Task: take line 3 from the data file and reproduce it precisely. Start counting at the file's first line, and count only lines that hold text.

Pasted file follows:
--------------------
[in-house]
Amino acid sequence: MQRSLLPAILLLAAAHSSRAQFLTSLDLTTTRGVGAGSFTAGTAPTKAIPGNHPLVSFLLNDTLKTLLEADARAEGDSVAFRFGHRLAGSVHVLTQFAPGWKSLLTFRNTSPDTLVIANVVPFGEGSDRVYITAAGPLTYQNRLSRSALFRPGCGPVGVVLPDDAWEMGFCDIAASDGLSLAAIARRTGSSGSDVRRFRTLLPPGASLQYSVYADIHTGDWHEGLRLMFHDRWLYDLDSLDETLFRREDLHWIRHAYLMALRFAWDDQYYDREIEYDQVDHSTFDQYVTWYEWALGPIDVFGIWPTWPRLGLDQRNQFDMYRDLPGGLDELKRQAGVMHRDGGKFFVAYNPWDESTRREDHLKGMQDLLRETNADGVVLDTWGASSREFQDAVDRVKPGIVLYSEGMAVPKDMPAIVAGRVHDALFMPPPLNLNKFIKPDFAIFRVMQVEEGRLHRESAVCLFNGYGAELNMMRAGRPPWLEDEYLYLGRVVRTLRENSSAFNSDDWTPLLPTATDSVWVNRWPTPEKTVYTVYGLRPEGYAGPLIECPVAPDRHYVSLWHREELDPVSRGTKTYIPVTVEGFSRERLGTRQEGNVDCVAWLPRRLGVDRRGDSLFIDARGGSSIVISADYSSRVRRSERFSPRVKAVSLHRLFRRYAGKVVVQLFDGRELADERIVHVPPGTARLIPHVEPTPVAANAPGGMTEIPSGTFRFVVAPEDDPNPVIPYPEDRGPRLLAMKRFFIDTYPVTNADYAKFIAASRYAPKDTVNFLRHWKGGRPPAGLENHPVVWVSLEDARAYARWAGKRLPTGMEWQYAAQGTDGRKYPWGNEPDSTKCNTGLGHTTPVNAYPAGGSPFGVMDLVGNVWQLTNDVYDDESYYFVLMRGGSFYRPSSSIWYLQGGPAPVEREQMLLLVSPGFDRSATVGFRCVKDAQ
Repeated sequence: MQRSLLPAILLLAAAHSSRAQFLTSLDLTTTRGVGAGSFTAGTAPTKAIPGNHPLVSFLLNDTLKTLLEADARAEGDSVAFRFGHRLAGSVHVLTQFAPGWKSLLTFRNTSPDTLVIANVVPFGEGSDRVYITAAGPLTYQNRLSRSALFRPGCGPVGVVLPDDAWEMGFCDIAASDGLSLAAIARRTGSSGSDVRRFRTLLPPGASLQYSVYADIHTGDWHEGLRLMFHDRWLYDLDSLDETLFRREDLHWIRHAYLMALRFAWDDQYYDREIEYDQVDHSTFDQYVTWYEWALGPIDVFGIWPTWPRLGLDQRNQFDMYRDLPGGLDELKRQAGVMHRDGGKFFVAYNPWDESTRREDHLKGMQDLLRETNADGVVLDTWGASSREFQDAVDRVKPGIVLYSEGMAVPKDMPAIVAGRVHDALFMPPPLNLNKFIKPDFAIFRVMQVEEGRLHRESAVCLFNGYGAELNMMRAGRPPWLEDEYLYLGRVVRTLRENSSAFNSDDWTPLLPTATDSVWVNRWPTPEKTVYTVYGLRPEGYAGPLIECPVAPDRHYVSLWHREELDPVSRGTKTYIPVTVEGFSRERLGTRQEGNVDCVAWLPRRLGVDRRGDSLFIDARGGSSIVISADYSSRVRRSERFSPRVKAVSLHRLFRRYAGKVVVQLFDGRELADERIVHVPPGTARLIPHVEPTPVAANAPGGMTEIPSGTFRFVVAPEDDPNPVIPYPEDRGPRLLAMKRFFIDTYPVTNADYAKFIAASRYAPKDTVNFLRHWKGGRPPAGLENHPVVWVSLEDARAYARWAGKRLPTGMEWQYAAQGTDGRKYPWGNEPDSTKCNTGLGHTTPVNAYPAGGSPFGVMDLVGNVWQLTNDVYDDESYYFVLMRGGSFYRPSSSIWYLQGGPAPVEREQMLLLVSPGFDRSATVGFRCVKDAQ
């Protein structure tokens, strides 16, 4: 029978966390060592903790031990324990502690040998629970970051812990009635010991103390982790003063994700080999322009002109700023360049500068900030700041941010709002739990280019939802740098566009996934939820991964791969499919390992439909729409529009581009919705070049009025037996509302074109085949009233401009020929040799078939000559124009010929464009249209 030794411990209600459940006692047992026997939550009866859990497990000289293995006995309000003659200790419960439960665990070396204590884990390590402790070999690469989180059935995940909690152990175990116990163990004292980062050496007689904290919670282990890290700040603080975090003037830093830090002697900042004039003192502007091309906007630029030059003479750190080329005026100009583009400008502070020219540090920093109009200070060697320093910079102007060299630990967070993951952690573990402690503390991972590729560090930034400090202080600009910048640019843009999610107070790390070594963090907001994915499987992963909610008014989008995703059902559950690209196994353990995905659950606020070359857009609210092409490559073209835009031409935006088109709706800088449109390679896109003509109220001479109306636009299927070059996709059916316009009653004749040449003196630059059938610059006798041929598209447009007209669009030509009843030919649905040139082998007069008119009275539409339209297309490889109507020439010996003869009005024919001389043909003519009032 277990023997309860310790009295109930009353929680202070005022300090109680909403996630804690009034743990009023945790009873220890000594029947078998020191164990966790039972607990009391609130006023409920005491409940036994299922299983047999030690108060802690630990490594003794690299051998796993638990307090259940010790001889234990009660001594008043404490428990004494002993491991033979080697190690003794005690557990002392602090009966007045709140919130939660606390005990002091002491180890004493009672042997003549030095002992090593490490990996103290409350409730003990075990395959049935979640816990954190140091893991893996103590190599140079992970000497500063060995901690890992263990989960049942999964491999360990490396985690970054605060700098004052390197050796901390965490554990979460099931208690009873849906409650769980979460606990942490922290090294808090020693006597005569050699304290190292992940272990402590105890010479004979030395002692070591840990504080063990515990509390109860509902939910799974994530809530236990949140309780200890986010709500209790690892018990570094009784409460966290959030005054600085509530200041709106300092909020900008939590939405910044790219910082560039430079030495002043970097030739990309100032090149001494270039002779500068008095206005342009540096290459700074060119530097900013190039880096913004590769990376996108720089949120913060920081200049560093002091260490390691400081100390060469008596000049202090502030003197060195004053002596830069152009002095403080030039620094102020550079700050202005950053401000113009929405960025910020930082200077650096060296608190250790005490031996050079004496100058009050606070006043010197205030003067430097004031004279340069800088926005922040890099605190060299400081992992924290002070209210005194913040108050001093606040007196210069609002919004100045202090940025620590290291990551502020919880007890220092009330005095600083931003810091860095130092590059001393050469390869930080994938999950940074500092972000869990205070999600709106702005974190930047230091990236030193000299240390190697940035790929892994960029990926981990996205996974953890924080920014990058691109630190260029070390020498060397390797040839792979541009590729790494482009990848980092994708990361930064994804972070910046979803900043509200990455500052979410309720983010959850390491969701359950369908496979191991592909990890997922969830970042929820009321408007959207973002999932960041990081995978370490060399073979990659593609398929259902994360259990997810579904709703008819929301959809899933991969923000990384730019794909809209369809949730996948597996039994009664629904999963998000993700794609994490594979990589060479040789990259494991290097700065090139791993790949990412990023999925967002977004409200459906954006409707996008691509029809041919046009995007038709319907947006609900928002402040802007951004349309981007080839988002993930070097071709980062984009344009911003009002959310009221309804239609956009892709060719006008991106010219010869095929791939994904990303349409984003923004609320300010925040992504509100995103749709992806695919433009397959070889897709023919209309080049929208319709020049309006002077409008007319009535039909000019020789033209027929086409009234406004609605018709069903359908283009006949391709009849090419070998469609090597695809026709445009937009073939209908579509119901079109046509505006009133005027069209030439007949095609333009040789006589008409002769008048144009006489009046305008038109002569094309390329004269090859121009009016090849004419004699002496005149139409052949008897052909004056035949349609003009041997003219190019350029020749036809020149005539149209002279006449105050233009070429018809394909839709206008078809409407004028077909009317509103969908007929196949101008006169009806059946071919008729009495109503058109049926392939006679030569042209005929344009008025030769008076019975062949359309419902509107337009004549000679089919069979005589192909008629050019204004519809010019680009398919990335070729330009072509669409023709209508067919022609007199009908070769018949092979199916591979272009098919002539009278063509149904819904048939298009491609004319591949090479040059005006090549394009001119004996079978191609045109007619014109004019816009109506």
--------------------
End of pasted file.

Repeated sequence: MQRSLLPAILLLAAAHSSRAQFLTSLDLTTTRGVGAGSFTAGTAPTKAIPGNHPLVSFLLNDTLKTLLEADARAEGDSVAFRFGHRLAGSVHVLTQFAPGWKSLLTFRNTSPDTLVIANVVPFGEGSDRVYITAAGPLTYQNRLSRSALFRPGCGPVGVVLPDDAWEMGFCDIAASDGLSLAAIARRTGSSGSDVRRFRTLLPPGASLQYSVYADIHTGDWHEGLRLMFHDRWLYDLDSLDETLFRREDLHWIRHAYLMALRFAWDDQYYDREIEYDQVDHSTFDQYVTWYEWALGPIDVFGIWPTWPRLGLDQRNQFDMYRDLPGGLDELKRQAGVMHRDGGKFFVAYNPWDESTRREDHLKGMQDLLRETNADGVVLDTWGASSREFQDAVDRVKPGIVLYSEGMAVPKDMPAIVAGRVHDALFMPPPLNLNKFIKPDFAIFRVMQVEEGRLHRESAVCLFNGYGAELNMMRAGRPPWLEDEYLYLGRVVRTLRENSSAFNSDDWTPLLPTATDSVWVNRWPTPEKTVYTVYGLRPEGYAGPLIECPVAPDRHYVSLWHREELDPVSRGTKTYIPVTVEGFSRERLGTRQEGNVDCVAWLPRRLGVDRRGDSLFIDARGGSSIVISADYSSRVRRSERFSPRVKAVSLHRLFRRYAGKVVVQLFDGRELADERIVHVPPGTARLIPHVEPTPVAANAPGGMTEIPSGTFRFVVAPEDDPNPVIPYPEDRGPRLLAMKRFFIDTYPVTNADYAKFIAASRYAPKDTVNFLRHWKGGRPPAGLENHPVVWVSLEDARAYARWAGKRLPTGMEWQYAAQGTDGRKYPWGNEPDSTKCNTGLGHTTPVNAYPAGGSPFGVMDLVGNVWQLTNDVYDDESYYFVLMRGGSFYRPSSSIWYLQGGPAPVEREQMLLLVSPGFDRSATVGFRCVKDAQ